Thus the Mexico purge was part of a broader drive to oust long-time ICL cadres seen as obstacles to a program of withdrawing from the class struggle, a program largely driven by demoralization in the wake of the destruction of the USSR and the resulting bourgeois triumphalism. The latter-day ICL has gone back and forth on the anti-Marxist claim that the Stalinist bureaucracy – not a class but a brittle, contradictory caste as Trotsky characterized it – supposedly “led the counterrevolution,” first extending this to the USSR and claiming the Stalinists were leading it in China, then declaring this (and the claim that “we were the revolutionary leadership” in East Germany) to be “polemical excesses in the heat of battle.”
Subsequently the SL (and ICL) dropped the call for defeat of U.S. imperialism over the invasion of Afghanistan following the 9/11 attacks on the World Trade Center and the Pentagon. This abandonment of the Leninist position on imperialist war reached its culmination when the SL/ICL supported the U.S. invasion of Haiti on supposed “humanitarian” grounds following the January 2010 earthquake. Although it later issued a shamefaced admission that this was a betrayal, it was not a momentary blip and was reflected elsewhere, as in its refusal to denounce the U.S.-engineered Honduran coup for over a year, even after “renouncing” its infamous Haiti line (see a series of articles on the SL/ICL’s social-imperialist line in The Internationalist No. 31, Summer 2010).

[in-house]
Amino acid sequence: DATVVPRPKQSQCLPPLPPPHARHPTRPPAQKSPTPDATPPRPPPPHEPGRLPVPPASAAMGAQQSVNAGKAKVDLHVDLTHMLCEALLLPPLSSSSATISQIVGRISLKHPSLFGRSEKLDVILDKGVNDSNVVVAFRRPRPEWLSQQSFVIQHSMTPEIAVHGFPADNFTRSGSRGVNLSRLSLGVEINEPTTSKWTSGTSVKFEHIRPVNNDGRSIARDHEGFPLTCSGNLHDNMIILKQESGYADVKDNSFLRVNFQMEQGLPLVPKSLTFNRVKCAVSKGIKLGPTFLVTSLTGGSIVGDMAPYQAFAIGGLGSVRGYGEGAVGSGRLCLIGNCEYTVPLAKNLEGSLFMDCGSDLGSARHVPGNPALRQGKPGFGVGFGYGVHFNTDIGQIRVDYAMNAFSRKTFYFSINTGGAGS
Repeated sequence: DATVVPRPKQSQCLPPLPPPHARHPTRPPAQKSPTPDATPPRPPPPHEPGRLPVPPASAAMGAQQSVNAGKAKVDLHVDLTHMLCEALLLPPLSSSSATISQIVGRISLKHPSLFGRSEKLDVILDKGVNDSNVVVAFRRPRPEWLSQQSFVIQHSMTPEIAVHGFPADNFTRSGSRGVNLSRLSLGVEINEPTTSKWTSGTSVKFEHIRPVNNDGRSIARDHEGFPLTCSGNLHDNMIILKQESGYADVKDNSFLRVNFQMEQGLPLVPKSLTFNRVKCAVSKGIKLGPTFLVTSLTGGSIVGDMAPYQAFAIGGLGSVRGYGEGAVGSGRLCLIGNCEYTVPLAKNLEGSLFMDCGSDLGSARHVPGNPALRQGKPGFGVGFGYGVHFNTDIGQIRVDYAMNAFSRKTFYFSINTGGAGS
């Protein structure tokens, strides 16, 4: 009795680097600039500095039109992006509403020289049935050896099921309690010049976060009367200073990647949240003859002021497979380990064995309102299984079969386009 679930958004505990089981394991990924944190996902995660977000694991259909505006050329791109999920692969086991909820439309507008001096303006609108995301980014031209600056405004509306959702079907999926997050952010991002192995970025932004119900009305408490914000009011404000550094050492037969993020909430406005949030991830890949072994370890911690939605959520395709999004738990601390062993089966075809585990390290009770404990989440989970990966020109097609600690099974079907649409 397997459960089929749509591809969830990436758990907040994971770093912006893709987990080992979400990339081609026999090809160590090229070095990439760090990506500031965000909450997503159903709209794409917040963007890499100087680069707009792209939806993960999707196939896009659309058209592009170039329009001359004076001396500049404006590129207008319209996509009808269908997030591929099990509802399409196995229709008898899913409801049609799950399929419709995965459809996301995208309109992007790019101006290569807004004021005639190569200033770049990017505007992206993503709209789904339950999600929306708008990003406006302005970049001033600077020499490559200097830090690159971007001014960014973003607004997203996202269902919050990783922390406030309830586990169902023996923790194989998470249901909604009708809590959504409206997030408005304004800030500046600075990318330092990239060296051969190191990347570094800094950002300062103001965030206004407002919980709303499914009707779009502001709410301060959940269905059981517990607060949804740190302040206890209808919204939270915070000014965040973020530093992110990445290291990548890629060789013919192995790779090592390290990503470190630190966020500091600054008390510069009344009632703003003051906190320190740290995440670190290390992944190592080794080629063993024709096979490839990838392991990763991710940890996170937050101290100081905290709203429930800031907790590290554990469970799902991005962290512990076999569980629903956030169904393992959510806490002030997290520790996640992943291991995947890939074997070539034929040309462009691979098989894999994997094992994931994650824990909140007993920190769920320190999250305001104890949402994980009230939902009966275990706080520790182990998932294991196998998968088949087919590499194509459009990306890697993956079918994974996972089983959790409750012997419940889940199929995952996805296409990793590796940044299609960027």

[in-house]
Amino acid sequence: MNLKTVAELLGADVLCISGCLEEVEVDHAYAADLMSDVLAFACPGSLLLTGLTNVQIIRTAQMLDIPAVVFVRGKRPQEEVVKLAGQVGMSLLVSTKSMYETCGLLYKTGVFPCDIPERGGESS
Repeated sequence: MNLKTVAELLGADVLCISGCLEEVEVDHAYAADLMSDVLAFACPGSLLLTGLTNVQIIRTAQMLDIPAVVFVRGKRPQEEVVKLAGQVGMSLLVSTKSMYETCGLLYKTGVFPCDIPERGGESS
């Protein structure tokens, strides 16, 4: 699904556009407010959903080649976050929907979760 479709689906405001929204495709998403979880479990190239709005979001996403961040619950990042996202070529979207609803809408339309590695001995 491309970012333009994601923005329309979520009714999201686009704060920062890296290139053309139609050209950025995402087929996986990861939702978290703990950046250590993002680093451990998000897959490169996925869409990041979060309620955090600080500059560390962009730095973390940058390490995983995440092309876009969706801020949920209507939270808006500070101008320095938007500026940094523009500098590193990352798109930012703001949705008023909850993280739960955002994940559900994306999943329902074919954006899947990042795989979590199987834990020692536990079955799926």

In Mexico, three crucial positions had been key to building the GEM in the late 1980s and early ’90s: forging a “fighting propaganda group” to bring a genuinely communist program into crucial struggles, laying the basis for a Leninist party to mobilize the power of the working class against every form of oppression; upholding the Trotskyist position on the “Russian Question,” notably in the struggle against capitalist reunification of Germany; and the fight against the popular front of class collaboration subordinating key sectors of labor and the oppressed to the bourgeois-nationalist PRD. The GEM’s debacle in the 1999-2000 UNAM strike drove home how after the 1996 purges, all three of these axes were abandoned, resulting in massive confusion.